i don't think i'm the only one who gets a little bit more skeeved out when the cops are around.
it could be the loaded gun, the knowledge that they could flip out/have a flashback at any moment, my natural suspicion of state authority, or just my natural aversion to cold eyed dudes in uniform.
but it's helpful to keep one's cool when in the presence of the law. one can't always rely on one's sweet looks or big vocabulary. folks will say that this just makes civilian/cop interaction needlessly adversarial. i say it's forcing them to do their jobs correctly.
they take shortcuts because we (the general public) allow them to take shortcuts.
via the ella baker center for human rights some advice (which i am going to snatch whole):
If the Police Stop You...
Stay in control of your emotions and words. Don’t physically resist.
Keep your hands visible.
Remain silent. They have guns, pepper spray and billy clubs. Your strongest weapon is your mind.
The less you say, the better. Silence is not a crime.
Ask, "Am I free to go?" If they keep you, you are being detained.
Ask, "Why are you detaining me?" To detain you, the police must have concrete reasons to suspect your involvement in a specific crime.
If you’re detained, show ID. If you don’t, they can hold you for three days to ID you.
or Try to Search You...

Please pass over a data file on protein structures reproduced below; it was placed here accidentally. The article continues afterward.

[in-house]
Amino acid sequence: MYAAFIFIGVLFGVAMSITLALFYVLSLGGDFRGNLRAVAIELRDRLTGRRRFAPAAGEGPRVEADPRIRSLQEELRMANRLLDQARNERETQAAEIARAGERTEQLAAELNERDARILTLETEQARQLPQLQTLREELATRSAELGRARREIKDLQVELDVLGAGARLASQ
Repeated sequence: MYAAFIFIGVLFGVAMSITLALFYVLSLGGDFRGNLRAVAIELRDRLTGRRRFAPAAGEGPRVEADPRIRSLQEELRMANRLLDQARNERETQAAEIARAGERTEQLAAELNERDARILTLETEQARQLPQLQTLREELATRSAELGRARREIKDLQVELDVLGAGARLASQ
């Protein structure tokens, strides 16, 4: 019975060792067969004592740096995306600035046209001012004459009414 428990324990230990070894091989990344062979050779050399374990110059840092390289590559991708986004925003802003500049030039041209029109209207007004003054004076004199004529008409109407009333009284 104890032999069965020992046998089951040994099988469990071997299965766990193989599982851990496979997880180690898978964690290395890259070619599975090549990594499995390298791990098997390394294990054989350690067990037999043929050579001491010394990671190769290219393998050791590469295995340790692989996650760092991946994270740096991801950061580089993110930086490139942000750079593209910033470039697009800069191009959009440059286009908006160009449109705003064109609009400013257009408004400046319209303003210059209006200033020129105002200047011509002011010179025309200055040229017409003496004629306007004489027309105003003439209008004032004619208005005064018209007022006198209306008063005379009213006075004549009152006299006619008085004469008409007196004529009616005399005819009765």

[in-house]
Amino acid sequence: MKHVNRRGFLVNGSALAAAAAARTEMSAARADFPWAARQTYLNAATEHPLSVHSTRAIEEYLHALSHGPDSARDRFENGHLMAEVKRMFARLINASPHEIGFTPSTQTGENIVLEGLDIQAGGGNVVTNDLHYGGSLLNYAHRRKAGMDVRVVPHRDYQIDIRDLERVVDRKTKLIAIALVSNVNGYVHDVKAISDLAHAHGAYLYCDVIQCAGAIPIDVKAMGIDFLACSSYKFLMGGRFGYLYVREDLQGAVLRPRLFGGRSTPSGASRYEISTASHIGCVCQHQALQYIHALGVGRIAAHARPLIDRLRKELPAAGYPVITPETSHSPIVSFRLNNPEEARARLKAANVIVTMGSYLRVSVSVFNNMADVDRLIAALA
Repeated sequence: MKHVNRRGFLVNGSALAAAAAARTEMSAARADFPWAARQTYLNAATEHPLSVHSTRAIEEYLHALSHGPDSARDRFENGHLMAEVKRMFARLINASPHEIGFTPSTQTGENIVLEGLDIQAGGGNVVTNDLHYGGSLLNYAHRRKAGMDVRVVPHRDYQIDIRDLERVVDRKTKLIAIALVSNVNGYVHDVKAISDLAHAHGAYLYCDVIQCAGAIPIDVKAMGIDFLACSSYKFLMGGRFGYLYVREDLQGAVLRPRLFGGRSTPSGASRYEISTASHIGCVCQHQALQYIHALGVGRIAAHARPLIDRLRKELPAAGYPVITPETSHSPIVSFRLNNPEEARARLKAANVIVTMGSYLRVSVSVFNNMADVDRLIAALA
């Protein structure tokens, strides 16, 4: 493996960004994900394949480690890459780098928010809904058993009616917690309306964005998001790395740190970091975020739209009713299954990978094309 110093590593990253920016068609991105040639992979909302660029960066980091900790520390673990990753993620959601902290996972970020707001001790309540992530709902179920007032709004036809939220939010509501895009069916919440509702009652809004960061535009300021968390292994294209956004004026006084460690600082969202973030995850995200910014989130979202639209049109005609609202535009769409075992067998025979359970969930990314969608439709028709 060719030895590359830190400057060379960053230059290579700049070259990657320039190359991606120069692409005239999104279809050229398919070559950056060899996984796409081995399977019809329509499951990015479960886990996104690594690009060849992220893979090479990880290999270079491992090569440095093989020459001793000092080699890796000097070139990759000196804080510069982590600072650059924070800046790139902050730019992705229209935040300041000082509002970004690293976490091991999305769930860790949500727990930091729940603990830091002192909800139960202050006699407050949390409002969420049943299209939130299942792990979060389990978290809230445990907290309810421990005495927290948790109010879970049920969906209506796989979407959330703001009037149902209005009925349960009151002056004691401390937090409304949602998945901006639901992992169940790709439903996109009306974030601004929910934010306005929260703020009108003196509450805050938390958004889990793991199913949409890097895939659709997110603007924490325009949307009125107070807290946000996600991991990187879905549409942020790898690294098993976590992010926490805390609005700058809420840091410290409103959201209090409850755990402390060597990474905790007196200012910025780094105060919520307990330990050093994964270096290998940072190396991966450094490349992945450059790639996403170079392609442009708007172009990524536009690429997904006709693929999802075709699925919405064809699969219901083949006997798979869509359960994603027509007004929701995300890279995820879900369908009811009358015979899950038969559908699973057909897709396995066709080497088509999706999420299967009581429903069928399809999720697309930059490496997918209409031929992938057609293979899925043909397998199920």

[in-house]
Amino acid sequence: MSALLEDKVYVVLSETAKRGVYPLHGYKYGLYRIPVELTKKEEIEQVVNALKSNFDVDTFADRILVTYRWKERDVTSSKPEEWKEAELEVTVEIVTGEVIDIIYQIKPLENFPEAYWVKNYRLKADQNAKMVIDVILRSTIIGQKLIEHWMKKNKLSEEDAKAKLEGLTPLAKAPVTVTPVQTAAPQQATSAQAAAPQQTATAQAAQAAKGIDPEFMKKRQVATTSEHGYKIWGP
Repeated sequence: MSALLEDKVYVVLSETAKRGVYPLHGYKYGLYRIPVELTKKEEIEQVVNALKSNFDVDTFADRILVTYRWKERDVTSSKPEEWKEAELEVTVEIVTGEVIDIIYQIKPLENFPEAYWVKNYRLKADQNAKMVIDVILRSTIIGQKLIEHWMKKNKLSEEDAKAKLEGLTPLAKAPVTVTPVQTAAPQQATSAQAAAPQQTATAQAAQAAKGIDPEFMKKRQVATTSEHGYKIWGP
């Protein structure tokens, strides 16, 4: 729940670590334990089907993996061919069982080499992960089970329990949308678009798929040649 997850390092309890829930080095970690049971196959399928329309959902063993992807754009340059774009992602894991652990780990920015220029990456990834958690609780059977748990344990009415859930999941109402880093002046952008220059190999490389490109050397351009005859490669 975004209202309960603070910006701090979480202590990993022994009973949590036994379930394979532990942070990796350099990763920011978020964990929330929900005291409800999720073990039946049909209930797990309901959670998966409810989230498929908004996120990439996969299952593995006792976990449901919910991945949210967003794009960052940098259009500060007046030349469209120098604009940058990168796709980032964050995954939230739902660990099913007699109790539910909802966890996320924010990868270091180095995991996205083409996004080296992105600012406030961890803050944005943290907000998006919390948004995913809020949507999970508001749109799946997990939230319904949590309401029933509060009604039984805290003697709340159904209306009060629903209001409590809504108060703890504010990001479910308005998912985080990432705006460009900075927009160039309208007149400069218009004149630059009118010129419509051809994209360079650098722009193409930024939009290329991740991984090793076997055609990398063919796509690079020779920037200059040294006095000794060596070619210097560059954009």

Never consent to a search.
Say loud and clear (especially if there are any witnesses present): "I do not consent to a search."
Don’t resist physically.
Don’t open your bag for them. It will count as consent to the search.
Police may 'pat down' your clothing if they suspect weapons or drugs.
or Try to Enter Your Home...
Never consent to a search.
Step outside. Lock the door behind you.
Ask to see a warrant. Make sure it has the right information (e.g., address) and a judge’s signature.
They can do only what the warrant allows them to. Warrants often limit the search to one room, one day, etc. Make sure they are complying with the warrant.
or Stop You in Your Car...
Stay calm. Again, you do not have to answer any questions.
When they ask you, show them your driver’s license, registration, and proof of insurance.
Tell the officer, "I do not consent to a search."
Don’t open your trunk or car door. It will count as consent to a search of you and your property.
If they give you a ticket, sign it. Otherwise you can be arrested. Fight the ticket in court later.
If the police suspect you of drunk driving and you refuse to take a blood, urine or breath test, your license can be suspended.
If the Police Arrest You...
Do not answer any questions until a lawyer arrives to represent you.
Say only, "I choose to remain silent and I want to talk to my attorney."
The police may handcuff, search, photograph and fingerprint you.
Do not talk about your case to anyone except your attorney.
If You See or Experience Police Brutality
Write down the details of the incident, badge numbers, and names of witnesses immediately.
Get a medical report immediately, as well as photographs documenting any injuries or property damaged.
Always Be a Witness
Always be a witness for a friend, relative or stranger.
Stop and watch.
Record the officer’s name, badge number, and car number. Write down the time, the place, who said what, and who did what.
If the officer tells you to leave, say, "I have the right to observe from a safe distance." Assure them, "I’m not trying to interfere."
Don’t talk to the police. If arrested, say, "I choose to remain silent and I want to talk to my attorney."
Never consent to a search of your person, vehicle, home or property. If the police search you, state loudly, “I do not consent to a search.”
Document and report police misconduct.